Put some respected financial person in charge of the new Federal entity, not some “political hack”. Treat this position like you would when choosing a Federal Reserve Chairman or Secretary of Treasury. Mortgage debt in the United States has grown to be one of the most important factors that we need to manage for a growing economy.
Keep this new entity simple and operate it like Ginnie Mae operates. In fact, merge Ginnie Mae into this new agency. Ginnie Mae doesn’t purchase its own product, but instead, sells it all to investors. Compare annual reports. You’ll find it 50 times easier to understand the business model behind that of Ginnie Mae compared to the business models of the GSEs.
End the government’s involvement in subprime and outright purchase subsidies. These activities just put houses in the hands of people who ultimately cannot afford them. Instead, the government should encourage and reward financial responsibility. And here’s how to do that.
Have the new agency establish a 30-year 4.0% fixed rate mortgage program for highly qualified purchasers and refinancers with a minimum of 10-15% equity and good credit for “primary” residences under $500,000. This approach offers two major advantages: (1) it will reduce our long term debt obligations; and (2) it is a way to stimulate the economy better than we have been able to in the last eighteen months through increased government spending.
Back these loans and securitize them with the Full Faith and Credit Guaranty of the United States Government. Think of these new securities like long term U.S. Treasury Notes. Marginal borrowers that don’t meet new strict underwriting standards used by the new agency must go to the private sector banks for their mortgages which “will not” carry the same Government Guaranty.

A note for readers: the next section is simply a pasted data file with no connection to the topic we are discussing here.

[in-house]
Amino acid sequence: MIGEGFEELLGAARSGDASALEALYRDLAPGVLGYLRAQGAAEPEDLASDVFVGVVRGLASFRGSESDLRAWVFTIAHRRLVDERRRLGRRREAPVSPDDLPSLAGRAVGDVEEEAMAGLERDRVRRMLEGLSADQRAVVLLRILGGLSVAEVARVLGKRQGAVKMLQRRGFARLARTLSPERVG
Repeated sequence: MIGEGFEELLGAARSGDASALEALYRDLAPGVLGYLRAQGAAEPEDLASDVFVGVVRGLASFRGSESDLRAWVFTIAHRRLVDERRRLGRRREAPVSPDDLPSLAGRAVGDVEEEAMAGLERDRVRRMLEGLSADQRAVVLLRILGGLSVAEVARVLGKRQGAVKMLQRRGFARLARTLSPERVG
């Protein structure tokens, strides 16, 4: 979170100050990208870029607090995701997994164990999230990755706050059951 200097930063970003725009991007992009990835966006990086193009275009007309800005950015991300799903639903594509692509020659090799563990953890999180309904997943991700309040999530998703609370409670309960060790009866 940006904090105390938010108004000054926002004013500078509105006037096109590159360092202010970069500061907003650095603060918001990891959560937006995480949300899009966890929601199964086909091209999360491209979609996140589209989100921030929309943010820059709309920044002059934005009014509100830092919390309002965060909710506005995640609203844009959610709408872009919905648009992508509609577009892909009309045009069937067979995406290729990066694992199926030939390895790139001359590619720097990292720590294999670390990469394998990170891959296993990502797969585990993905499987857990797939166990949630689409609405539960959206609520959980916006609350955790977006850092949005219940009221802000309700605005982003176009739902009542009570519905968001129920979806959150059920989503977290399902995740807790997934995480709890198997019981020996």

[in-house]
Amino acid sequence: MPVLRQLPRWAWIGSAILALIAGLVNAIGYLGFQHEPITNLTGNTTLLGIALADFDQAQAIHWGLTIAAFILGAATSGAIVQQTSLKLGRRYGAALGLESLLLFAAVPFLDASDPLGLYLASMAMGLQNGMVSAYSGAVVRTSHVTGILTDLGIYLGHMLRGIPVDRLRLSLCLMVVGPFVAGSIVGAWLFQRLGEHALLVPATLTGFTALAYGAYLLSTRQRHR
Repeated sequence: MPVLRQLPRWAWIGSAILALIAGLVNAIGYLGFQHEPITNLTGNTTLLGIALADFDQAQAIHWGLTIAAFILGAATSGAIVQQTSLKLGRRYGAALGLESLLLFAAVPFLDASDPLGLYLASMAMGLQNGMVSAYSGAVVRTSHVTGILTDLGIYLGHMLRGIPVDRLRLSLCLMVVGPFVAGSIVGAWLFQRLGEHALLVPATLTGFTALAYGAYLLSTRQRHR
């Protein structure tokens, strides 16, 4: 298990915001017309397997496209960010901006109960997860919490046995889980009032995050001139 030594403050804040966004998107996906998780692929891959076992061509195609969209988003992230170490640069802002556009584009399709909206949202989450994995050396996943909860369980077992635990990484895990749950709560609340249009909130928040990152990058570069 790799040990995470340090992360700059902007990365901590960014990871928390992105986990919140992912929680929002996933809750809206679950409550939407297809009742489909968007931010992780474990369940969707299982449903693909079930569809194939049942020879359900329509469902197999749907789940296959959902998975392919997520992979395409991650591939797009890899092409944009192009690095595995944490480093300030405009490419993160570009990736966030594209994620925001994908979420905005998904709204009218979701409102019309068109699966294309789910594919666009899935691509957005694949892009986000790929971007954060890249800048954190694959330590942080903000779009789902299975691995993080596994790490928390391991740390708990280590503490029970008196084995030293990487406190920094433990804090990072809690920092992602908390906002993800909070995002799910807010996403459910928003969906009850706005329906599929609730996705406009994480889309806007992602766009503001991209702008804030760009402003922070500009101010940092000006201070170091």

One thing we should learn from this latest financial crisis. Not everything has been all bad. During this latest recession, heroes have stepped forward, and I would like to tip my hat to two of the most important: (1) the FDIC, which despite the TARP bailouts, has continued doing its essential job like it has in the past—shutting down the riskiest and most dysfunctional banks in America; and (2) maybe the most important of all, those American homeowners who month after month continued making their monthly principal and interest payments despite their deteriorating financial circumstances during the crisis. It is because of heroes like these that we are continuing to recover from the Greatest Recession since the Great Depression.
Jim Boswell (MBA, MPA, BA) directed the analytical risk monitoring activities of Ginnie Mae’s $500 billion portfolio of mortgage-backed securities for twelve years (1988-2000), including the period of the S&L crisis. His recent book, Crush Depth Alert, published by Fourth Lloyd Productions, explains in detail with supporting exhibits, graphs, and tables the factors that led up to the financial crisis while offering solutions on how to move forward.